Dil Chahta Hai
[Photo Source: Screenshot/YouTube]

I remember the first time I saw “Dil Chahta Hai”—I was probably 17 years old. As a Pakistani, I wasn’t really into Bollywood movies at the time. It was probably because “Kuch Kuch Hota Hai” had put me off the concept of love; where the girl gets the guy, but she’s the second choice. Or because only “leading men” like Salman Khan grace the screen. Or worse, because there is some conflict between two characters; ones from India and the other Pakistan, and they just can’t seem to make it work.

Whatever the reason may be, the grand appeal and hype behind “Dil Chahta Hai” was a concept I didn’t understand at the time.

But fast-forward to my 20th year—right after I had moved to the UK for college and had really gotten into Bollywood movies, especially the oldies from the 1980s and onwards, I realised they were the closest link to my culture and the Urdu language back home.

So I made the decision to re-watch “Dil Chahta Hai” and boy, did I get all the feels. (At this point, I would like to give a shout-out to Farhan Akhtar for creating such a simple film about friendship but one which Bollywood desperately needed.)

The dialogues, the spontaneous day trip to Goa, the strong friendship between the main characters and the concept of relationships and love were everything I admired about the movie. But the thing which stuck out the most was the character of Siddharth Sinha, “Sid,” acted out beautifully by Akshaye Khanna.

Sid, a young man in his early-to-mid 20s mostly dressed in blue or white kurtas and jeans, was a character written just for Khanna. Khanna is the only actor who’s able to pull off the introverted, profound and witty character that is Sid.

Sid is different from his impetuous friends. His screen time, though limited, is full of depth and ardour. His passion for art, which he uses as a medium to express thoughts he couldn’t otherwise say, portrays his philosophical side and contrasts sharply with the rest of the film and its humorous take on life and love.

His story, it almost seems, is individual from the entire film. It’s one that viewers will remember the most (probably) when they recall it later on.

Sid’s take on love is different from his friends Akash’s and Sameer’s; he is the kind of guy who is okay with unrequited love. In the film, his object of affection, Tara, played by the lovely Dimple Kapadia, is a divorcee, an alcoholic and the “older woman.” Sid’s affection for Tara is evident through simple acts like showing her his pieces of art, keenly listening to her interpretations of his work, or feeling ever so grateful to sketch her.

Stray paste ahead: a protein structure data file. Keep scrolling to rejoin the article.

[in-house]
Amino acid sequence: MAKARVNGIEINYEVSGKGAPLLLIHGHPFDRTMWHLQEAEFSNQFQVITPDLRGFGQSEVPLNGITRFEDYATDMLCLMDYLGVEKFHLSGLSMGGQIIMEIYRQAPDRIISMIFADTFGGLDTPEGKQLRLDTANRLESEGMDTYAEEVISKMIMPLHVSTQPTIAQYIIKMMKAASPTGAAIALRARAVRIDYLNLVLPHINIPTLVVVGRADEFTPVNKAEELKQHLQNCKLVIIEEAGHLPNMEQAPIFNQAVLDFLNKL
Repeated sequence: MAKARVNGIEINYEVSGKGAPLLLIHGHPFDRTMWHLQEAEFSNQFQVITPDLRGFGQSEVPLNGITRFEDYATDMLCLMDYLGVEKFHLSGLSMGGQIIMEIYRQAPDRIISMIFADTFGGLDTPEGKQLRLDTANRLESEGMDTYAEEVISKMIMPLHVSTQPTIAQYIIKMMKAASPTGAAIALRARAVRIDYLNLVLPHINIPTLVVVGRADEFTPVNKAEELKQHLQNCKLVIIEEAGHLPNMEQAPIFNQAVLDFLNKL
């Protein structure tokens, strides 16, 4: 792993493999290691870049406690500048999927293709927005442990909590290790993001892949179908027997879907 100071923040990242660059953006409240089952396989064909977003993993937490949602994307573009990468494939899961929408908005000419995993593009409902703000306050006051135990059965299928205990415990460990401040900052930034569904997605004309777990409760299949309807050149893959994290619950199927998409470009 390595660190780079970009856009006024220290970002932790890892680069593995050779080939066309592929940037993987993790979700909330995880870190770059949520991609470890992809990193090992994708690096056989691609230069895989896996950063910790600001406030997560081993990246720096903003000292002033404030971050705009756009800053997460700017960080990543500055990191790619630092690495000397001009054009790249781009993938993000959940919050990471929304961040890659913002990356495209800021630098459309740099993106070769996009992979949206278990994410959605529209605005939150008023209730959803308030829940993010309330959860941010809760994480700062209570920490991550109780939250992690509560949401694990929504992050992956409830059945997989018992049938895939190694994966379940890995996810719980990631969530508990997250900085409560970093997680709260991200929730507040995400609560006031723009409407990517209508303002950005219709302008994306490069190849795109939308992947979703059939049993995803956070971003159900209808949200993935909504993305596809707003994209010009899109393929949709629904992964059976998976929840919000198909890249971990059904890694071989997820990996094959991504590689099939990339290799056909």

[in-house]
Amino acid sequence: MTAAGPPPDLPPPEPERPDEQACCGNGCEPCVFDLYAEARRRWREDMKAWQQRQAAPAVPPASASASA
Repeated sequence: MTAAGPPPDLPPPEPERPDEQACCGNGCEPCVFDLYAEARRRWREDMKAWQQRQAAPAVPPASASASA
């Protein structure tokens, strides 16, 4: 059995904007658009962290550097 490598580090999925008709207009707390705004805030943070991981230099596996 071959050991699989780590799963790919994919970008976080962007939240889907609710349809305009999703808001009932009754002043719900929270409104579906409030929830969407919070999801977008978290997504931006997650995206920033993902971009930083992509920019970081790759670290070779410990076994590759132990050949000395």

Sid falls in love wholly and purely. He doesn’t look for physical intimacy and reciprocation from Tara. He doesn’t seek his mother’s approval. He just wants to be in love and be open and vulnerable to all the feelings and emotions coming his way.

Even at the end, when Tara falls ill and spends her last moments with Sid by her side, Sid’s acceptance of pain and heartbreak is incredible. It doesn’t matter to him if Tara passes without ever returning his feelings, because for him, just being on the journey of loving her was sufficient.

And that is what’s refreshing: not seeing a guy chase after a girl, make inappropriate passes at her despite her saying no multiple times, and being every so whiny. We just see a man in love and respecting his lover’s feelings.

Sid is a refreshing character who stuck out to me because after years of seeing immature, somewhat clingy men chasing after women or playing mind games with them, he, as cheesy as it may sound, is a man and not a boy. He has the combined emotional depth and more of both Akash and Sameer. It’s endearing how his displays of emotion are so controlled, yet ever so free. Although a joyful character and just a genuine guy who enjoys having a laugh with his friends, Sid stands out through his mature take on love.

After rewatching “Dil Chahta Hai,” I only leave with memories of Sid stealing my heart. Perhaps it was the brilliant writing of his character or the execution by Khanna, but I feel that this is a call for more characters like Sid; introverted and brooding, but kind and intelligent at the same time. Is that too much to ask, Bollywood?


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